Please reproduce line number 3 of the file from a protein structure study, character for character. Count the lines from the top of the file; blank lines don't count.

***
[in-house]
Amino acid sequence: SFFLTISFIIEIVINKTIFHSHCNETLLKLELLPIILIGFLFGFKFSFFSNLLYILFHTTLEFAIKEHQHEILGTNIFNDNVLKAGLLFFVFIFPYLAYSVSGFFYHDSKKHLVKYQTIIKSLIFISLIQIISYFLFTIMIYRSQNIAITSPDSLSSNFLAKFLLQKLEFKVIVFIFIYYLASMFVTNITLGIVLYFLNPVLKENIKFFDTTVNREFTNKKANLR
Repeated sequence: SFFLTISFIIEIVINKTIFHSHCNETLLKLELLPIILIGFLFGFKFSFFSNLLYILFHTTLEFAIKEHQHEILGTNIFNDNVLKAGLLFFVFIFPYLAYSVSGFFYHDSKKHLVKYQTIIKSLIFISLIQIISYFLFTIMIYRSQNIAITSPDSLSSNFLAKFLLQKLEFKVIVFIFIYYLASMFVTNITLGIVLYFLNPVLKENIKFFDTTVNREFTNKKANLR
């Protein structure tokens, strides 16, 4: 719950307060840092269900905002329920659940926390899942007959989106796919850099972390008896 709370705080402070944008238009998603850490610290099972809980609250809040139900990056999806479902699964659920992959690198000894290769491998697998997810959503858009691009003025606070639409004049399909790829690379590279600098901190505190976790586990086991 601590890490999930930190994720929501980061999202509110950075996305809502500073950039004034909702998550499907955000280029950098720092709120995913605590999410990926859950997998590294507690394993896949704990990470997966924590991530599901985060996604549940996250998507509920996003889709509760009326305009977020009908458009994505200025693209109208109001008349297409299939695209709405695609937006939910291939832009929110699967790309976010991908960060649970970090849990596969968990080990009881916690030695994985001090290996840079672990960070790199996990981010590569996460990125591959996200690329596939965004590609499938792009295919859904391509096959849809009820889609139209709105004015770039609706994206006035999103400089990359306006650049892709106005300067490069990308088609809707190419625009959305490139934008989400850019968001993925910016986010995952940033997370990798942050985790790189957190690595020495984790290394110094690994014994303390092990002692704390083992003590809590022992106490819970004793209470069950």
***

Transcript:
Repeated sequence: SFFLTISFIIEIVINKTIFHSHCNETLLKLELLPIILIGFLFGFKFSFFSNLLYILFHTTLEFAIKEHQHEILGTNIFNDNVLKAGLLFFVFIFPYLAYSVSGFFYHDSKKHLVKYQTIIKSLIFISLIQIISYFLFTIMIYRSQNIAITSPDSLSSNFLAKFLLQKLEFKVIVFIFIYYLASMFVTNITLGIVLYFLNPVLKENIKFFDTTVNREFTNKKANLR